The new rules, protecting people from unfair attack, came into force only weeks before UK prime minister David Cameron said that introducing similar legally-backed regulation in Britain would be a dangerous step towards inhibition of free speech.

Rather than become the first person to make a complaint under a law that had been introduced to bring him under control, Mike chose instead to publish a robust editorial in the St Helena Independent, pointing out the many positive contributions that SaintFM had made to island life.

They included intervening to ensure that the 2013 Governor’s Cup Yacht Race went ahead, despite what he claimed was ambivalence within The Castle in Jamestown.

The station was to fall silent almost exactly 24 hours before the start of the race from South Africa to St Helena, on 22nd December 2012.

The final push came when the station received complaints from listeners that they could not hear its broadcasts. It had apparently been taken off air several times while engineers attempted to set up transmissions for the new radio stations.

In a discussion with Vince Thompson, Mike decided that after years of working 17-hour days - which included working into the night to put together the weekly St Helena Independent - he was no longer willing to cope with the frustrations of keeping the station on air. A few hours later, they broke the news of the station’s closure.

Mike paid tribute to his army of volunteer presenters and helpers - all of them Saints - and to the support of his wife, Bernice.

At four o’clock, he said, he would switch off the transmitter. There would be no big goodbye.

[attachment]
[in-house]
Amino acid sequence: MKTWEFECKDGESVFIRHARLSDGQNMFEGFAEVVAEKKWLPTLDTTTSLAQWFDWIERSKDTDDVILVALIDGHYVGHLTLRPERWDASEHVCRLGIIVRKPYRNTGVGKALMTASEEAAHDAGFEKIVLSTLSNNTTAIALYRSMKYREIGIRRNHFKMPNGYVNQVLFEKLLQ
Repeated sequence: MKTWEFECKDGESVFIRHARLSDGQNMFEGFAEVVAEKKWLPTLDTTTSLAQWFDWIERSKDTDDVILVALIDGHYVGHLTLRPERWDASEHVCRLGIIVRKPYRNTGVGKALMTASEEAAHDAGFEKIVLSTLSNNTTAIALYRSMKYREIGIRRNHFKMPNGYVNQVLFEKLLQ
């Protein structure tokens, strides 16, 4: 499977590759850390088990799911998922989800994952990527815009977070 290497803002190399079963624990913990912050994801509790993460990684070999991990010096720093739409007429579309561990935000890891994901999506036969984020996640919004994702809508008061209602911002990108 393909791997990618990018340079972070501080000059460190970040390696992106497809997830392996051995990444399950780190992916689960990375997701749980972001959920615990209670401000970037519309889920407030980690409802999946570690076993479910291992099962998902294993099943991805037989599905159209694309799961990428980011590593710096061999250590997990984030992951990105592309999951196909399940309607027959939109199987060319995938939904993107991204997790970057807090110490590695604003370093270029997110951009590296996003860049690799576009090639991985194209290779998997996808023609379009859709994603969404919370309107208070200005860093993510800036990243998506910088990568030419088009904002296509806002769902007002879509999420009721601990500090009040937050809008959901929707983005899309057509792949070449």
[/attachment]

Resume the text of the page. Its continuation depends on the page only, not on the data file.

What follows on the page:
{a} Susan B. Anthony{b} SaintFM


{1} Governor Clancy (right) and others.{2} Now CEO of South Atlantic Media Services Ltd. (SAMS).{3} In 2015 Andrew became a full-time presenter at SaintFM Community Radio, moving to SAMS Radio 1 in September 2016.{4} In 2008 Emma-Jane Yon, an accomplished artist who, inter alia created the refurbished windows in St. James’ Church, painted this design in the stairwell leading into the SaintFM Studios.{5} Which also ran Radio St Helena.{6} He was charged with theft, claiming he had broken into their offices to steal the papers. When it transpired, almost immediately, that he had been passed the papers from a source within Solomon’s itself (who he refused to identify), he was promptly released.{7} Even lower than normal resolution - sorry, but it was not our recording!{8} @@RepDis@@{9} SaintFM broadcast in stereo but to reduce download time these clips are presented in low-resolution mono - sorry!{10} We do not normally reproduce copyrighted music but in this case we have made an exception{8}. If you own the copyright to “The Carnival Is Over” by The Seekers and object to us including this extremely low resolution copy on our site please contact us.